For the delay or denial of medical care to rise to a violation of the Eighth Amendment's prohibition against cruel and unusual punishment, a prisoner must demonstrate "(1) that defendants were deliberately indifferent to [his] medical needs and (2) that those needs were serious." Rouse v. Plaintier, 182 F.3d 192, 197 (3d Cir. 1999). Deliberate indifference requires proof that the official "knows of and disregards an excessive risk to inmate health or safety." Natale v. Camden Cnty. Corr. Facility, 318 F.3d 575, 582 (3d Cir. 2003) (quoting Farmer v. Brennan, 511 U.S. 825, 837 (1994)). We have found deliberate indifference where a prison official: "(1) knows of a prisoner's need for medical treatment but intentionally refuses to provide it; (2) delays necessary medical treatment based on a nonmedical reason; or (3) prevents a prisoner from receiving needed or recommended treatment." Rouse, 182 F.3d at 197. Deference is given to prison medical authorities in the diagnosis and treatment of patients, and courts "disavow any attempt to second-guess the propriety or adequacy of a particular course of treatment... (which) remains a question of sound professional judgment." Inmates of Allegheny Cnty. Jail v. Pierce, 612 F.2d 754, 762 (3d Cir. 1979) (quoting Bowring v. Godwin, 551 F.2d 44, 48 (4th Cir. 1977)). Allegations of negligent treatment or medical malpractice do not trigger constitutional protections. Estelle v. Gamble, 429 U.S. 97, 105-06 (1976).

Pierce v. Pitkins, 520 F.Appx. 64, 66 (3d Cir. 2013) (per curiam). The Third Circuit has also noted that deliberate indifference can be found "where the prison official persists in a course of treatment in the face of resultant pain and risk of permanent injury." See McCluskey v. Vincent, 505 F.Appx. 199, 202 (3d Cir. 2012) (internal quotation marks and citation omitted).

"In order for liability to attach under § 1983, a plaintiff must show that a defendant was personally involved in the deprivation of his federal rights." Fears v. Beard, No. 12-4564, 2013 WL 3834399, at *2 (3d Cir. July 25, 2013) (per curiam) (citing Rode v. Dellaciprete, 845 F.2d 1195, 1207 (3d Cir. 1988)). "[L]iability cannot be predicated solely on the operation of respondeat superior. Personal involvement can be shown through allegations of personal direction or of actual knowledge and acquiescence." Evancho v. Fisher, 423 F.3d 347, 353 (3d Cir. 2005) (citation omitted).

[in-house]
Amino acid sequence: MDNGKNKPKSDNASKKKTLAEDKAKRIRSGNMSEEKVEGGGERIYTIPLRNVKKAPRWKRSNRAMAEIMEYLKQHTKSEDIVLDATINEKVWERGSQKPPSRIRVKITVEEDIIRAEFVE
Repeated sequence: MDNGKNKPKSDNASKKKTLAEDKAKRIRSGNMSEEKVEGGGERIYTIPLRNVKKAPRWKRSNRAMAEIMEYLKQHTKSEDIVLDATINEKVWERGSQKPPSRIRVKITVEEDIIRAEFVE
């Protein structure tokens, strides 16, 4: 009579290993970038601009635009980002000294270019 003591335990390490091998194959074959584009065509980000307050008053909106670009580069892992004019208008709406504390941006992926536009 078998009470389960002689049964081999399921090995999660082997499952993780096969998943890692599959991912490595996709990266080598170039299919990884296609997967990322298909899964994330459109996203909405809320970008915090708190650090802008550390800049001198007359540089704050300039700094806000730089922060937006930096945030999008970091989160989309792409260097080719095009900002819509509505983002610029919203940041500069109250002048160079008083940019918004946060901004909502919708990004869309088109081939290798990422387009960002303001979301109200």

In this case, the complaint fails to state a § 1983 claim against the Warden, C.F.G. Health Group and Dr. Ronsario. First, besides mentioning C.F.G. Health Group in the caption as a defendant, the complaint is completely silent as to C.F.G. Health Group's actions as a defendant other than stating that Dr. Ronsario is in charge of the company. Second, it appears as if plaintiff's allegations against these defendants are premised on a respondeat superior theory. For example, plaintiff alleges that the Warden is ultimately responsible for the staff that works in the Camden County Jail. Nevertheless, as to all three of these defendants, plaintiff does not allege their personal involvement when James gave the improper dosage, nor does he allege any personal direction or actual knowledge of these defendants that the improper dosage would be given. Accordingly, plaintiff does not allege that these defendants knew of and disregarded an excessive risk to his health. Indeed, plaintiff admits that upon learning that plaintiff received the improper dosage, he was sent to the hospital wing where his blood sugar level was monitored. Accordingly, plaintiff has failed to state a claim as to these three defendants.

B. Erica James

As stated above, plaintiff alleges that James gave him the improper dosage of insulin for his diabetes. Allegations of mere negligence or medical malpractice are insufficient to show that a defendant is deliberately indifferent to a serious medical need. See Steedley v. McBride, 446 F.Appx. 425-26 (3d Cir. 2011) (per curiam) (citing Farmer v. Brennan, 511 U.S. 825, 835 (1994); Singletary v. Pa. Dep't of Corr., 266 F.3d 186, 192 n.2 (3d Cir. 2001) (citing Rouse v. Plaintier, 182 F.3d 192, 197 (3d Cir. 1999))). Plaintiff's allegations against James do not state that she was deliberately indifferent. Indeed, plaintiff admits as much in his complaint when he states in his claim for relief that he would like the Court to investigate the matter "and conclude that the medical staff was negligent." (Dkt. No. 1 at p. 5.) In this case, James' action in giving plaintiff the incorrect dosage of insulin is more akin to a malpractice/negligence claim rather than deliberate indifference. Accord Andreasik v. Danberg, No. 12-206, 2012 WL 3150527, at *3 (D. Del. Aug. 1, 2012) ("[T]he complaint alleges that plaintiff received an improper dose of medication. The allegations fall under the aegis of a medical malpractice/negligence claim, rather than deliberate indifference."); Parker v. Hall, No. 11-1142, 2012 WL 1378539, at *4 (D. Del. Apr. 18, 2012) (finding that plaintiff failed to state a constitutional claim for deliberate indifference to a serious medical need where complaint alleged that plaintiff was given an incorrect dose of medication which at most alleges negligence). Accordingly, plaintiff fails to state a claim against defendant James.

Before dismissing a complaint for failure to state a claim upon which relief may be granted pursuant to 28 U.S.C. § 1915(e)(2)(B), the Court must grant plaintiff leave to amend the complaint unless amendment would be futile. See Grayson v. Mayview State Hosp., 293 F.3d 103, 114 (3d Cir. 2002). In this case, because it is possible that plaintiff may be able to supplement his complaint with facts sufficient to overcome the deficiencies noted herein, plaintiff shall be given leave to amend.

V. CONCLUSION

For the following reasons, the complaint will be dismissed without prejudice. Plaintiff shall be given the opportunity to submit an amended complaint should he so choose. An appropriate order will be entered.